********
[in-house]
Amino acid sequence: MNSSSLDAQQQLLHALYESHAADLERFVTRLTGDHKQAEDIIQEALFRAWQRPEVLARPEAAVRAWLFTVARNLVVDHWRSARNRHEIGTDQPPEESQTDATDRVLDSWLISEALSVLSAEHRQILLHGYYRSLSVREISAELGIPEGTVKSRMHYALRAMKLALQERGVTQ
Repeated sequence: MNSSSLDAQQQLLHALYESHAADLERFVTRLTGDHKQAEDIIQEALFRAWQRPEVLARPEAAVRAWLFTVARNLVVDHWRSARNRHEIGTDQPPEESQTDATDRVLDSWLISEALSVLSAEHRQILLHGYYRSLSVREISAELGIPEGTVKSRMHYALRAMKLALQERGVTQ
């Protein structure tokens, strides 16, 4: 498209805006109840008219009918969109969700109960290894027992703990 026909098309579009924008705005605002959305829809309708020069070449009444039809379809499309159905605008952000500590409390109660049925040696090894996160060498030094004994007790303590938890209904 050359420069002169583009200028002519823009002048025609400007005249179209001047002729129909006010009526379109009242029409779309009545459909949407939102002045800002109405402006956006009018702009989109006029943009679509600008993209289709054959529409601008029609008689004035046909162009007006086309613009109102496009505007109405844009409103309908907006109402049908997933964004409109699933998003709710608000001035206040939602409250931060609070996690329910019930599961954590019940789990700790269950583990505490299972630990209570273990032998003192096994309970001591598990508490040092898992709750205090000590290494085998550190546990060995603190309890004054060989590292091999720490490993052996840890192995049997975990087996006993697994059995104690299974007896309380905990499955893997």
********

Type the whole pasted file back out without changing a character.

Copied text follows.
[in-house]
Amino acid sequence: MNSSSLDAQQQLLHALYESHAADLERFVTRLTGDHKQAEDIIQEALFRAWQRPEVLARPEAAVRAWLFTVARNLVVDHWRSARNRHEIGTDQPPEESQTDATDRVLDSWLISEALSVLSAEHRQILLHGYYRSLSVREISAELGIPEGTVKSRMHYALRAMKLALQERGVTQ
Repeated sequence: MNSSSLDAQQQLLHALYESHAADLERFVTRLTGDHKQAEDIIQEALFRAWQRPEVLARPEAAVRAWLFTVARNLVVDHWRSARNRHEIGTDQPPEESQTDATDRVLDSWLISEALSVLSAEHRQILLHGYYRSLSVREISAELGIPEGTVKSRMHYALRAMKLALQERGVTQ
């Protein structure tokens, strides 16, 4: 498209805006109840008219009918969109969700109960290894027992703990 026909098309579009924008705005605002959305829809309708020069070449009444039809379809499309159905605008952000500590409390109660049925040696090894996160060498030094004994007790303590938890209904 050359420069002169583009200028002519823009002048025609400007005249179209001047002729129909006010009526379109009242029409779309009545459909949407939102002045800002109405402006956006009018702009989109006029943009679509600008993209289709054959529409601008029609008689004035046909162009007006086309613009109102496009505007109405844009409103309908907006109402049908997933964004409109699933998003709710608000001035206040939602409250931060609070996690329910019930599961954590019940789990700790269950583990505490299972630990209570273990032998003192096994309970001591598990508490040092898992709750205090000590290494085998550190546990060995603190309890004054060989590292091999720490490993052996840890192995049997975990087996006993697994059995104690299974007896309380905990499955893997």